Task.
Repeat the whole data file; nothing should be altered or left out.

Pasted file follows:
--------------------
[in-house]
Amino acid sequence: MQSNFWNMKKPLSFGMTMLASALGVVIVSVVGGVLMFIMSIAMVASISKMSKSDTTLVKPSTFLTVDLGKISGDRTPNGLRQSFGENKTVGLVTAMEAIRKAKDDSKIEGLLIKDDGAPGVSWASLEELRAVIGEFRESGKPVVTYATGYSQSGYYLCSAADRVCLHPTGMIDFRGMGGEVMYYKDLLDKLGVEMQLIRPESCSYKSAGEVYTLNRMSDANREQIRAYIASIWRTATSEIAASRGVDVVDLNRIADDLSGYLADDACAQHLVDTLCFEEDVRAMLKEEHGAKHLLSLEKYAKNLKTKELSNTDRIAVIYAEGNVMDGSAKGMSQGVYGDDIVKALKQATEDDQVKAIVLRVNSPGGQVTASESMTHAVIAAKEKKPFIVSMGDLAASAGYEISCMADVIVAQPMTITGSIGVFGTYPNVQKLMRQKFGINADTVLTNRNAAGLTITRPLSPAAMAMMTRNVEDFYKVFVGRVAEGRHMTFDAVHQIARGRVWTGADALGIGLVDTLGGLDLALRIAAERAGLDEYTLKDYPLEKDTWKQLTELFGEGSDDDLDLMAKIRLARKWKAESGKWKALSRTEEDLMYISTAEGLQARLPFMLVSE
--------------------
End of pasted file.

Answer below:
[in-house]
Amino acid sequence: MQSNFWNMKKPLSFGMTMLASALGVVIVSVVGGVLMFIMSIAMVASISKMSKSDTTLVKPSTFLTVDLGKISGDRTPNGLRQSFGENKTVGLVTAMEAIRKAKDDSKIEGLLIKDDGAPGVSWASLEELRAVIGEFRESGKPVVTYATGYSQSGYYLCSAADRVCLHPTGMIDFRGMGGEVMYYKDLLDKLGVEMQLIRPESCSYKSAGEVYTLNRMSDANREQIRAYIASIWRTATSEIAASRGVDVVDLNRIADDLSGYLADDACAQHLVDTLCFEEDVRAMLKEEHGAKHLLSLEKYAKNLKTKELSNTDRIAVIYAEGNVMDGSAKGMSQGVYGDDIVKALKQATEDDQVKAIVLRVNSPGGQVTASESMTHAVIAAKEKKPFIVSMGDLAASAGYEISCMADVIVAQPMTITGSIGVFGTYPNVQKLMRQKFGINADTVLTNRNAAGLTITRPLSPAAMAMMTRNVEDFYKVFVGRVAEGRHMTFDAVHQIARGRVWTGADALGIGLVDTLGGLDLALRIAAERAGLDEYTLKDYPLEKDTWKQLTELFGEGSDDDLDLMAKIRLARKWKAESGKWKALSRTEEDLMYISTAEGLQARLPFMLVSE